Updated August 31 at 6:31pm

Challenges and opportunities for future ‘value chains’

Guest Column:
Cheryl W. Snead
Science fiction intrigued me as a child through TV programs such as “The Jetsons” and “Star Trek.” While I don’t claim to have Yoda-like clairvoyance, research leads me to make some predictions that might help your company begin preparing for the future.

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OP-ED / LETTERS TO THE EDITOR

Challenges and opportunities for future ‘value chains’

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Science fiction intrigued me as a child through TV programs such as “The Jetsons” and “Star Trek.” While I don’t claim to have Yoda-like clairvoyance, research leads me to make some predictions that might help your company begin preparing for the future.

One of the evolving trends is the phrase Supply Chain – it is transitioning to Value Chain and eventually Value Network, as it’s not just about the process from your supplier to your customer, nor is it a linear process. Value chain/network is a complex, global web from your suppliers, supplier’s supplier to your customers, customer’s customer … which could ultimately be consumers, like you and me. Let’s take a look at the top trends that will influence value chains/networks in the next 10 to 25 years:

Global growth

Today more than half of the world’s population lives in cities, and there is no end in sight regarding urban growth. By 2050, roughly 70 percent of the world’s population will live in urban areas and the term “mega-cities,” defined as populations of 20 million people or more, will be a reality. By 2020 (less than seven years from now) Mumbai, New York, Mexico City, Sao Paolo, Jakarta and others will earn that title. What that means to you and me from a value chain and consumer perspective is:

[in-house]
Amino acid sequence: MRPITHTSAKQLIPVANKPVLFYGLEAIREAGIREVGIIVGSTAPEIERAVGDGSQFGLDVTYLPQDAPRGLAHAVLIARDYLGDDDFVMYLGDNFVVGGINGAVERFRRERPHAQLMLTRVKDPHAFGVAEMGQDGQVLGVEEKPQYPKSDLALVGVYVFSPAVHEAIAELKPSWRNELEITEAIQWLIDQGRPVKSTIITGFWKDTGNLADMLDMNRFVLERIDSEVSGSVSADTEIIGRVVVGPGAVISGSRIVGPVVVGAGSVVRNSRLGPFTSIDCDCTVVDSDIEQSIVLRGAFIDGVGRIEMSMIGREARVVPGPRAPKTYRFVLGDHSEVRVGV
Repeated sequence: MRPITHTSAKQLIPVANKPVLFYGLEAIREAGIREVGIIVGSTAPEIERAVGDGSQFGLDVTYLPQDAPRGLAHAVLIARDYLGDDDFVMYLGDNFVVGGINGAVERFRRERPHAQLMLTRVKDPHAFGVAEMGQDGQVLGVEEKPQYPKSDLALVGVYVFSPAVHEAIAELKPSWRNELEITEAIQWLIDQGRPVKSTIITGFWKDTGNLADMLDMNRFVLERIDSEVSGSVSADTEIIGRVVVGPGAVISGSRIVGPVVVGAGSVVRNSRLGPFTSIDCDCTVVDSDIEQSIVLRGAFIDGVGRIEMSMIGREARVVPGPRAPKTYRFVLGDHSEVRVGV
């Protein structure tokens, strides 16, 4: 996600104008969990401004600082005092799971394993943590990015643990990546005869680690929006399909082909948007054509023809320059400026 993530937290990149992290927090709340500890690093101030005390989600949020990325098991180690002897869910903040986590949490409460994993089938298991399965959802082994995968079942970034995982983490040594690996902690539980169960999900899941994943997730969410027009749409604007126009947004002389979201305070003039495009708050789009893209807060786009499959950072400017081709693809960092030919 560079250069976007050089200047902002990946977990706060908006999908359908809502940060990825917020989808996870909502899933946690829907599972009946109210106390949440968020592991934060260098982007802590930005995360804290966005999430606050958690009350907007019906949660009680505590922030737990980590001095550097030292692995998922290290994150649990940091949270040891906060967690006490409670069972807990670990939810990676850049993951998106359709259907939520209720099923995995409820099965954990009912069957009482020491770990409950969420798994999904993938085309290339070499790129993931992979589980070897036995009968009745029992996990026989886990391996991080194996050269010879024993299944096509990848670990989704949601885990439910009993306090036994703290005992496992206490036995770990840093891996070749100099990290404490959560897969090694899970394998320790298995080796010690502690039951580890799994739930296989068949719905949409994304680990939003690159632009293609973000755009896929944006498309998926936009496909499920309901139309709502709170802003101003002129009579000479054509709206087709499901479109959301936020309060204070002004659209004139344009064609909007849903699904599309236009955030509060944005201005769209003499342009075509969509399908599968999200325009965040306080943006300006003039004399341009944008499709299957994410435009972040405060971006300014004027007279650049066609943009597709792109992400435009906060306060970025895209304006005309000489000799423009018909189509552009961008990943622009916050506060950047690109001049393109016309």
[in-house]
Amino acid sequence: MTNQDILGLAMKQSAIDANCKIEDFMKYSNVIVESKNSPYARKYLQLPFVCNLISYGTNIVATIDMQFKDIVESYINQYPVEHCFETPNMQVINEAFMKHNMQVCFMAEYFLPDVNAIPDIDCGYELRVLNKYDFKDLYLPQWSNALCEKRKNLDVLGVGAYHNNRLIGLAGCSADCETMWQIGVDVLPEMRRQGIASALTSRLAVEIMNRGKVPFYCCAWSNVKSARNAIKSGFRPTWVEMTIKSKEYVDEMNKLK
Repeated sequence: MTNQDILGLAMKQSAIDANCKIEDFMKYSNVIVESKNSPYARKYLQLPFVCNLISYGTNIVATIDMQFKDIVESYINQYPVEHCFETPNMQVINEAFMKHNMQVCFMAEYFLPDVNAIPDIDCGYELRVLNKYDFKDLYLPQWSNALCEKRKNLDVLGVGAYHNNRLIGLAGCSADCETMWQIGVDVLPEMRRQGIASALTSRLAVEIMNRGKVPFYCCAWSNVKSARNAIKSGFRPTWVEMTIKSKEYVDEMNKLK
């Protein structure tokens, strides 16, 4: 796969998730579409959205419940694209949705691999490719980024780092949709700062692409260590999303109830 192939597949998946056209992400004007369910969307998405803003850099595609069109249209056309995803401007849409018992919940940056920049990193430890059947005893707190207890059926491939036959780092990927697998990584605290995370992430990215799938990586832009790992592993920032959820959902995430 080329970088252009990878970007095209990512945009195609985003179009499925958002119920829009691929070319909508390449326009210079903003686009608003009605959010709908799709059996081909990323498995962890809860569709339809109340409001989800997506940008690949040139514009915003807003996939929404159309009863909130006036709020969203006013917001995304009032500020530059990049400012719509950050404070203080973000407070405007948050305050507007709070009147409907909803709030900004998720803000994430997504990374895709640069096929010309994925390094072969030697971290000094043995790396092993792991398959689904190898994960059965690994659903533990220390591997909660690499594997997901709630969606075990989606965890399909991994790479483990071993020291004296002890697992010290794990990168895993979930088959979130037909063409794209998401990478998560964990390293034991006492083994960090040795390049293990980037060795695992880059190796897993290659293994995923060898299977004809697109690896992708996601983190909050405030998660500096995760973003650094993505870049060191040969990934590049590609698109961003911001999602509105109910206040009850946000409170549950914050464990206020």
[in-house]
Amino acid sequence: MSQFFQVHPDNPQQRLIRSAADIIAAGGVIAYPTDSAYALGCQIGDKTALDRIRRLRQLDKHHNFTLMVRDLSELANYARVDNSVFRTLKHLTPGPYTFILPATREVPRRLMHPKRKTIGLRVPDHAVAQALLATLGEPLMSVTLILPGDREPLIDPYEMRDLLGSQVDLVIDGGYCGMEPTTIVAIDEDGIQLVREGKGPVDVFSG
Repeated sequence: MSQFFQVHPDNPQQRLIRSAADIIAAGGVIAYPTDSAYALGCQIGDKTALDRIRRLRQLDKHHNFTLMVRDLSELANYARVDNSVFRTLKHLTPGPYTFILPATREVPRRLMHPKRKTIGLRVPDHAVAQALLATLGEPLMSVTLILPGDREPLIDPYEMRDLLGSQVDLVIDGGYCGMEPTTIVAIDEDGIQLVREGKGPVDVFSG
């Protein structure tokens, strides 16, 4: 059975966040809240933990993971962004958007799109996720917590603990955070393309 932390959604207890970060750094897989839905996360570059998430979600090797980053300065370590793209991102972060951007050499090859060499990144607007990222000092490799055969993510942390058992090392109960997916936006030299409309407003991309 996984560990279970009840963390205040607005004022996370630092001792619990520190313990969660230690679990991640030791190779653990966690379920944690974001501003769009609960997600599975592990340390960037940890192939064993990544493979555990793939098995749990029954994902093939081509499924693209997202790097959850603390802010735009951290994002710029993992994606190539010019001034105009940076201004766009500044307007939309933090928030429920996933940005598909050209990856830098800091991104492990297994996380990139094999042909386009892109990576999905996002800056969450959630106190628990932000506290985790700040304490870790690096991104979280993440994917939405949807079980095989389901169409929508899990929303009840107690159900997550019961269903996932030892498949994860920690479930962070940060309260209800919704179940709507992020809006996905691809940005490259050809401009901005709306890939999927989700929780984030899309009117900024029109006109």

• Stores will shift to a smaller footprint because of the price of real estate. Therefore there will be no room for unproductive inventory – giving new meaning to the term “just-in-time.”

• City living will result in smaller-footprint living spaces, resulting in downsized furniture that’s multifunctional, more use of public transportation and a transition from owning to renting. This will impact other service businesses, including insurance (auto and home), as well as convenience services such as dining out/take-out and home delivery (i.e., food and dry cleaners).

• All industries will face significant supply and logistics challenges, and new distribution infrastructures will be required, which need to be planned and built starting today.

Economic equalization

The middle class, particularly in developing regions, is rapidly expanding and the population of low- and middle-income countries with purchasing power is expected to triple by 2030. Though this rise will lead to increased consumption, which will impact the availability of food and resources and ultimately affect pricing of commodities, what it also means for you and me is the new global middle class will be the source of growth for manufacturers and retailers bringing manufacturing jobs and growth back home to the United States.

manufacturing, commentary, op-ed / letters to the editor, Cheryl W. Snead, Supply Chain Management Summit, Banneker Industries Inc¸ economic development, , 29~14, issue070714export.pbn
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